INDIANAPOLIS -- NFLPA executive director DeMaurice Smith expressed confidence the players will approve the new collective bargaining agreement with the NFL, but said he understands why some players might be upset.
Green Bay Packers quarterback Aaron Rodgers, who is also the team's player rep, J.J. Watt and Russell Wilson have been among the higher-profile players to publicly speak out against the proposed agreement.
"Man, democracy is messy," Smith said before addressing agents at the NFL scouting combine in Indianapolis. "And when you urge players to become part of a union, when you decide instead of having sort of a bubble that excludes people, that you want people not only to become involved in your union but become reps in the union, to take leadership roles in your union, how could you ever take a position that you have some sort of adverse effect if they express their feelings, right? Can you imagine a role where you go through this whole thing and nobody cared?"
NFL player reps voted to approve the 10-year agreement with the league on Tuesday in Indianapolis, but Smith did not provide a timetable as to when the full membership would vote. A majority of the voters would have to approve the deal for it to be put in place.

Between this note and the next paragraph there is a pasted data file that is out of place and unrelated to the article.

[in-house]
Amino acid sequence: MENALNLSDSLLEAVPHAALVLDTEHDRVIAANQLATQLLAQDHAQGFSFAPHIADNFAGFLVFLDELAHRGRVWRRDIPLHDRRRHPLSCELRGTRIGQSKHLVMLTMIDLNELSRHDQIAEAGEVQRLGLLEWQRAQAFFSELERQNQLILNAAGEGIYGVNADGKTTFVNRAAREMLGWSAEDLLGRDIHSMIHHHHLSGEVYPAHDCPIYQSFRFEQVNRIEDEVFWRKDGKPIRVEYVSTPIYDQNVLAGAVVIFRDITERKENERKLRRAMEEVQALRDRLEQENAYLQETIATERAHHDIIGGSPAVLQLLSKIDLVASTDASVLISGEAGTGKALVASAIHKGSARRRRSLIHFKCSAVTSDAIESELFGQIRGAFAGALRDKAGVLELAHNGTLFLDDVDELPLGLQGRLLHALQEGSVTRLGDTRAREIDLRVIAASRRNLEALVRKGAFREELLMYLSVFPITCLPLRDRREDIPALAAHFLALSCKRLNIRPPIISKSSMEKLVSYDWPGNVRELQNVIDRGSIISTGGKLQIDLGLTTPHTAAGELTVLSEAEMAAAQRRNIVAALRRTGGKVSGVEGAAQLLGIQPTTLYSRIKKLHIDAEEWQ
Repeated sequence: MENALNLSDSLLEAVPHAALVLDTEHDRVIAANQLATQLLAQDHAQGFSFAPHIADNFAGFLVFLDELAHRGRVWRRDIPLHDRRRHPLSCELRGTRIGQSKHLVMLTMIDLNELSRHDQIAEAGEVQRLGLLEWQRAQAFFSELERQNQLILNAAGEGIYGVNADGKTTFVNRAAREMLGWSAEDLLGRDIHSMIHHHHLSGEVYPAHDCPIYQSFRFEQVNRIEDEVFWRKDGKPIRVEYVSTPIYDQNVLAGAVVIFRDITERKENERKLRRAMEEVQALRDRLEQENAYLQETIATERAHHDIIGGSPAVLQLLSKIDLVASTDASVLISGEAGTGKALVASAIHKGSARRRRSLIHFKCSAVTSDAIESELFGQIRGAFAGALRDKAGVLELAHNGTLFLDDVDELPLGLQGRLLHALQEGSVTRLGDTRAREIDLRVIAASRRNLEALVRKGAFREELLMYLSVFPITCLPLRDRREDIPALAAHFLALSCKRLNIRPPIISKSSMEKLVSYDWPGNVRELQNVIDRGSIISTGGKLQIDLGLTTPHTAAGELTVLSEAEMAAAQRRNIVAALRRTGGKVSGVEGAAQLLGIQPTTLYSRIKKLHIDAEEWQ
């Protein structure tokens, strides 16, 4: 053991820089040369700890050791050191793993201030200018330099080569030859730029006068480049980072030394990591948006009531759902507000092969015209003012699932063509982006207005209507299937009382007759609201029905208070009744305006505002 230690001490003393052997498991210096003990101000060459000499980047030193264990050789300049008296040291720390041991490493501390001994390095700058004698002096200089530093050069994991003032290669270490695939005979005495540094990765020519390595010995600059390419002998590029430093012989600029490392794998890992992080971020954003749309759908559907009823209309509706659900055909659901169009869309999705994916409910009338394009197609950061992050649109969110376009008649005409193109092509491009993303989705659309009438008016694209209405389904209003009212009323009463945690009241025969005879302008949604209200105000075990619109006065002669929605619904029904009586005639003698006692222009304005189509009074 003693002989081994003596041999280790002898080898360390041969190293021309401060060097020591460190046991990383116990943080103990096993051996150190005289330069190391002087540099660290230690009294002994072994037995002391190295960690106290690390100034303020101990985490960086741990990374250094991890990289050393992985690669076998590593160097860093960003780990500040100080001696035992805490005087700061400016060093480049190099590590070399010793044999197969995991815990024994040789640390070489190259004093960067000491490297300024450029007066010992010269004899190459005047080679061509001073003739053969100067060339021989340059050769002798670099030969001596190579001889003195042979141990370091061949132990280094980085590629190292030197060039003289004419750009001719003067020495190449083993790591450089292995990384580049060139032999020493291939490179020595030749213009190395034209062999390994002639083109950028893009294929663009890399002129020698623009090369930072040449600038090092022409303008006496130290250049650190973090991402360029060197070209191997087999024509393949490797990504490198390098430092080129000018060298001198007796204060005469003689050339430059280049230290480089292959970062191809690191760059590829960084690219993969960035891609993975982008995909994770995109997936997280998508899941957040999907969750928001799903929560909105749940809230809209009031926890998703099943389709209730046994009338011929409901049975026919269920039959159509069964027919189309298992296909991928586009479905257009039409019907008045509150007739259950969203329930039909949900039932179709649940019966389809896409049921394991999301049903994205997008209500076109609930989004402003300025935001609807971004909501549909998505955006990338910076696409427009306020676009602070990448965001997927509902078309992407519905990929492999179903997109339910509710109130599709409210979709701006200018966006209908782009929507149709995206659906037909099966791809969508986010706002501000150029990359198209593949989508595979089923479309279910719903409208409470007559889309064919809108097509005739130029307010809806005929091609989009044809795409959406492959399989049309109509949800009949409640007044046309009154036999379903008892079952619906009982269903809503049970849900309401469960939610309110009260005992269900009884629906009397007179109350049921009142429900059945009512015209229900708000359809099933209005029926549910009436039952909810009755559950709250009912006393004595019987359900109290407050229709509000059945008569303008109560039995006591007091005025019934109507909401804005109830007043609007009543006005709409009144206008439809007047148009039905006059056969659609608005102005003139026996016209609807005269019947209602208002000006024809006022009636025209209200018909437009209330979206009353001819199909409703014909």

"The process is that, as you could imagine, getting the language right is somewhat tortured as well," Smith said. "As soon as the package that has all the final language goes to the players, then that process will begin."
As for the addition of a 17th regular-season game, Smith said he understands why players would be reluctant and said that was a big reason that the process took as long as it did.
"For a player that doesn't want 17 under any reason, those players will vote their conscience," Smith said.
Smith said there was a concerted effort in the negotiations to help the "core players," those 60% of the players who he said make the league minimum. As part of the new deal, minimum base salaries will increase by $100,000 in 2020. For the players who make more than $4.25 million, they will receive a regular game check instead of having their weekly pay capped at $250,000.
Smith said the percentage that will go to the players could rise above 48.5% in the future, which could mean a $3 billion to $5 billion increase over the life of the deal to the players.
Smith said there was a thought about having opt-out language in the new CBA but he did not believe that would be prudent.
"If $5 billion is projected to come to players over the course of the deal," Smith said, "and let's say there's a change in the way people are viewing this game, there's a massive change in ratings, there's a change in the financial markets, I would rather be in a world where we have long-term deals that insulates us against those things rather than a deal where people who are already rich can decide that they don't want to pay you anymore."